Larsen Ice Shelf Breakup Events
In 2002, a 3,250-square-kilometer (1,255-square-mile) section of the Larsen Ice Shelf rapidly collapsed. While Antarctic ice shelves calve large icebergs on a regular basis, such collapses are disconcerting events that have only been documented in the last 30 years. Since 1995, the Larsen Ice Shelf has lost more than 75 percent of its former area in a series of rapid disintegrations. Use the links below to learn more about events on the Larsen Ice Shelf.
21 September 2004
Colored lines mark the Larsen B Ice Shelf edge in 1947,
1961, 1993, and 2002.
—NASA MODIS image courtesy of Ted Scambos, National Snow and Ice Data Center, University of Colorado, Boulder.
Antarctic glaciers respond rapidly to climate change, according to new evidence found by NSIDC scientists. In the wake of the Larsen B Ice Shelf disintegration in 2002, glaciers in the Antarctic Peninsula have both accelerated and thinned en route to the Weddell Sea.
19 March 2002
Satellite imagery analyzed at NSIDC revealed that the northern section of the Larsen B ice shelf shattered and separated from the continent.
6 January 2001
Research indicates that ice shelves are particularly sensitive to climate change.
Pine Island Glacier has undergone a steady loss of elevation, with retreat of the grounding line in recent decades. Satellite imagery revealed a wide crack that some scientists think will result in a calving event.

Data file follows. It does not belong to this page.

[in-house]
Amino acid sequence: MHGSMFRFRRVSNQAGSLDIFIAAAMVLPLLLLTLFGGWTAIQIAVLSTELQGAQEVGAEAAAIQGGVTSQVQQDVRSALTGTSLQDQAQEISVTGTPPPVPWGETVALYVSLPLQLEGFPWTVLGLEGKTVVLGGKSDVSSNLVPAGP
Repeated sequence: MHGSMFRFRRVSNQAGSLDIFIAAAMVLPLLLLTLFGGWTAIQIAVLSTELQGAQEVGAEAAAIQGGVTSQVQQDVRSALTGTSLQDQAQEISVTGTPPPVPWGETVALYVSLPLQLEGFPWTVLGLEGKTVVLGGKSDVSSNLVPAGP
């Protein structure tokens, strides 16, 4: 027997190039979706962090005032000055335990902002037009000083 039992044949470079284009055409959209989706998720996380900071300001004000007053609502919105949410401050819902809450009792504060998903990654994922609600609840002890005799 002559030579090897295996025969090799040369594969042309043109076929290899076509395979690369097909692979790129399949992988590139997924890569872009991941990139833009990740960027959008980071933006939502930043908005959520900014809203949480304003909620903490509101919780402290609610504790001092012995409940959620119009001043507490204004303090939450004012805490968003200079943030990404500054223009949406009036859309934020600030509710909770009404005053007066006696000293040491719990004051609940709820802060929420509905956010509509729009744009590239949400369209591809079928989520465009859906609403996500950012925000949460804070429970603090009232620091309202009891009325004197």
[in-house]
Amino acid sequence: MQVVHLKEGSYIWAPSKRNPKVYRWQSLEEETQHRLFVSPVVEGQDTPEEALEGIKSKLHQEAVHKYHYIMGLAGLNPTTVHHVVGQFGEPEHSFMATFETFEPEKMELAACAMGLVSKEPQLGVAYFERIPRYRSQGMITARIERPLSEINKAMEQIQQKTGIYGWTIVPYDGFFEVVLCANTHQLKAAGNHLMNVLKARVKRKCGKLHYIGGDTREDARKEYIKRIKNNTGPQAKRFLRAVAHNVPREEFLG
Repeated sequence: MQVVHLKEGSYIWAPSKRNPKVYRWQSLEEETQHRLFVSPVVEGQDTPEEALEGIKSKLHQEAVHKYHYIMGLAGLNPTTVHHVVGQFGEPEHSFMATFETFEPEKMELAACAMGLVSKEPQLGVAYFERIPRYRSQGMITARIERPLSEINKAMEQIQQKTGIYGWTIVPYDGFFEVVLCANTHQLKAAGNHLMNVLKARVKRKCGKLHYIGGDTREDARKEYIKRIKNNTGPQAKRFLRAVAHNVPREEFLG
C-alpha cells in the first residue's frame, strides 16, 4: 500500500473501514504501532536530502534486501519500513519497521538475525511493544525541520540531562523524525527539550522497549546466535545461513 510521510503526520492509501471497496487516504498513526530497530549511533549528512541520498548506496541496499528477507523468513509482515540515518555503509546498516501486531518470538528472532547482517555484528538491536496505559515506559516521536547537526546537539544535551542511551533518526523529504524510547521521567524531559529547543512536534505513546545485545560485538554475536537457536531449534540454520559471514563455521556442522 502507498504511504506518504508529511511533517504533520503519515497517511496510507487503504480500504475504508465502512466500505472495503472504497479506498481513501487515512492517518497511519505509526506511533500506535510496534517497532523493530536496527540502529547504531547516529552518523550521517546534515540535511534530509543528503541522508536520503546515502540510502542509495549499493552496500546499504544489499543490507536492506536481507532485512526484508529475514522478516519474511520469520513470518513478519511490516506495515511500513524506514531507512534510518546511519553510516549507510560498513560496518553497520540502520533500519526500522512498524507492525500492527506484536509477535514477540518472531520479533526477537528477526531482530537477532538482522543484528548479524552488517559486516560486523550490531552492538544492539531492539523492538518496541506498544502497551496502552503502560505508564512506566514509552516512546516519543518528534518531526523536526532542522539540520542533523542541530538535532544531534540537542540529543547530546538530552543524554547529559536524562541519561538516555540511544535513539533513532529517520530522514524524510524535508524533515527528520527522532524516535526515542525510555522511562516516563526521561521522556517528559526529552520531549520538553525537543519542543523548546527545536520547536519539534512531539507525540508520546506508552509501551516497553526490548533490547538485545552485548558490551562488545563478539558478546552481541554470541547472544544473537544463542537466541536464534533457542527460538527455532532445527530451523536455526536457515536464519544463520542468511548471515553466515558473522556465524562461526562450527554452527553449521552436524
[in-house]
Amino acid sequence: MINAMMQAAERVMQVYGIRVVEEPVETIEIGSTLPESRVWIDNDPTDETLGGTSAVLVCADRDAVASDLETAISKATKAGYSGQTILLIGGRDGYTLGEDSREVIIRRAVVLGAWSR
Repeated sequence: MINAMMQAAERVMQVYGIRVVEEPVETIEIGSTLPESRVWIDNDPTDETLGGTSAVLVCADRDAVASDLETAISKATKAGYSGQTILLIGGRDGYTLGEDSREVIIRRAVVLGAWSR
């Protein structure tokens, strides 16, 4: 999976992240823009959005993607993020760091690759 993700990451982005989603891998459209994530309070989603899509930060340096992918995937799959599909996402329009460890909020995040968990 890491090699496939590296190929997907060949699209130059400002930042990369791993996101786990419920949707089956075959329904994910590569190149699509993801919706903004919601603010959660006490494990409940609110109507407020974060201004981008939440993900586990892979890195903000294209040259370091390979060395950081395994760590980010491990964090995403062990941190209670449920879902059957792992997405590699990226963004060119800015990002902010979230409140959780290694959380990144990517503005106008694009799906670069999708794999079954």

7 April 1999
Two ice shelves on the Antarctic Peninsula known as the Larsen B and Wilkins have lost nearly 3,000 square kilometers of their total area from February 1998 to March 1999. Browse images showing the evolution of the Larsen B ice shelf from February 15, 1988 to March 18, 1999.
24 March 1998
The Larsen B Ice Shelf began breaking up, receding past its historical minimum extent, and past the point where modeling suggested it could maintain a stable ice front. The breakup appeared closely associated with the areas over which melt ponding was observed during warmer summer seasons.
In late January of 1995, a large area of about 2,000 square kilometers (770 square miles) disintegrated into small icebergs during a storm. At the same time, farther south, a large iceberg broke off the ice shelf front. While large iceberg calving events are routine for ice shelves, disintegration is not.
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